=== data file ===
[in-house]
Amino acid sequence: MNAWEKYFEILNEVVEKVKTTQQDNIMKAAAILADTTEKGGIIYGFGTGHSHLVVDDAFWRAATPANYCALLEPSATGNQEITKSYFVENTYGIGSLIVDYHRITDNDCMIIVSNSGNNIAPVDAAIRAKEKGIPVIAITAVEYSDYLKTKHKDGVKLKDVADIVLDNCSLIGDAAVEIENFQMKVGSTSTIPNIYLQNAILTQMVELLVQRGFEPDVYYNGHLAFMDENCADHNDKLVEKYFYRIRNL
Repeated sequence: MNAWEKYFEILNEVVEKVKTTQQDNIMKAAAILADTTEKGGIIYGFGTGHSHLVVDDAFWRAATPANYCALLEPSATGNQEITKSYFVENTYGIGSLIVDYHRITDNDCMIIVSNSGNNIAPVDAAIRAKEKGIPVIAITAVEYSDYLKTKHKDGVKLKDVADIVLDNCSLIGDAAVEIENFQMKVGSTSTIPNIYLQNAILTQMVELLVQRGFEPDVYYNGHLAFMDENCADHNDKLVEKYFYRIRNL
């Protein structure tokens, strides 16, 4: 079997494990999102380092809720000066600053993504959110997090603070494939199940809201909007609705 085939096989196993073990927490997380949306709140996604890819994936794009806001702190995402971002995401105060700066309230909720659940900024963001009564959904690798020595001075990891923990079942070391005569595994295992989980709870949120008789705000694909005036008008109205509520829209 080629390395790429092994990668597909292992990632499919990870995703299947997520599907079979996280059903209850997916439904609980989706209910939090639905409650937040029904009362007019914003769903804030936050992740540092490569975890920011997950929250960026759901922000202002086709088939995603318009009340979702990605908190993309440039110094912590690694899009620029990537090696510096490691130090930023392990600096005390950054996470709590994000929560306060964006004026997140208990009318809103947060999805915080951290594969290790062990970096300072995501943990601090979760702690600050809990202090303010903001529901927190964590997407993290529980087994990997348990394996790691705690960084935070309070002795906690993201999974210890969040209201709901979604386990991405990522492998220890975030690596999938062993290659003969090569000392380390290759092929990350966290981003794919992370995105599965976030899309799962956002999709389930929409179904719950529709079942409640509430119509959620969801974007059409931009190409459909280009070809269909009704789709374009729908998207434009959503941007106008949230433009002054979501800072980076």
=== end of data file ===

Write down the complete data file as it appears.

[in-house]
Amino acid sequence: MNAWEKYFEILNEVVEKVKTTQQDNIMKAAAILADTTEKGGIIYGFGTGHSHLVVDDAFWRAATPANYCALLEPSATGNQEITKSYFVENTYGIGSLIVDYHRITDNDCMIIVSNSGNNIAPVDAAIRAKEKGIPVIAITAVEYSDYLKTKHKDGVKLKDVADIVLDNCSLIGDAAVEIENFQMKVGSTSTIPNIYLQNAILTQMVELLVQRGFEPDVYYNGHLAFMDENCADHNDKLVEKYFYRIRNL
Repeated sequence: MNAWEKYFEILNEVVEKVKTTQQDNIMKAAAILADTTEKGGIIYGFGTGHSHLVVDDAFWRAATPANYCALLEPSATGNQEITKSYFVENTYGIGSLIVDYHRITDNDCMIIVSNSGNNIAPVDAAIRAKEKGIPVIAITAVEYSDYLKTKHKDGVKLKDVADIVLDNCSLIGDAAVEIENFQMKVGSTSTIPNIYLQNAILTQMVELLVQRGFEPDVYYNGHLAFMDENCADHNDKLVEKYFYRIRNL
């Protein structure tokens, strides 16, 4: 079997494990999102380092809720000066600053993504959110997090603070494939199940809201909007609705 085939096989196993073990927490997380949306709140996604890819994936794009806001702190995402971002995401105060700066309230909720659940900024963001009564959904690798020595001075990891923990079942070391005569595994295992989980709870949120008789705000694909005036008008109205509520829209 080629390395790429092994990668597909292992990632499919990870995703299947997520599907079979996280059903209850997916439904609980989706209910939090639905409650937040029904009362007019914003769903804030936050992740540092490569975890920011997950929250960026759901922000202002086709088939995603318009009340979702990605908190993309440039110094912590690694899009620029990537090696510096490691130090930023392990600096005390950054996470709590994000929560306060964006004026997140208990009318809103947060999805915080951290594969290790062990970096300072995501943990601090979760702690600050809990202090303010903001529901927190964590997407993290529980087994990997348990394996790691705690960084935070309070002795906690993201999974210890969040209201709901979604386990991405990522492998220890975030690596999938062993290659003969090569000392380390290759092929990350966290981003794919992370995105599965976030899309799962956002999709389930929409179904719950529709079942409640509430119509959620969801974007059409931009190409459909280009070809269909009704789709374009729908998207434009959503941007106008949230433009002054979501800072980076």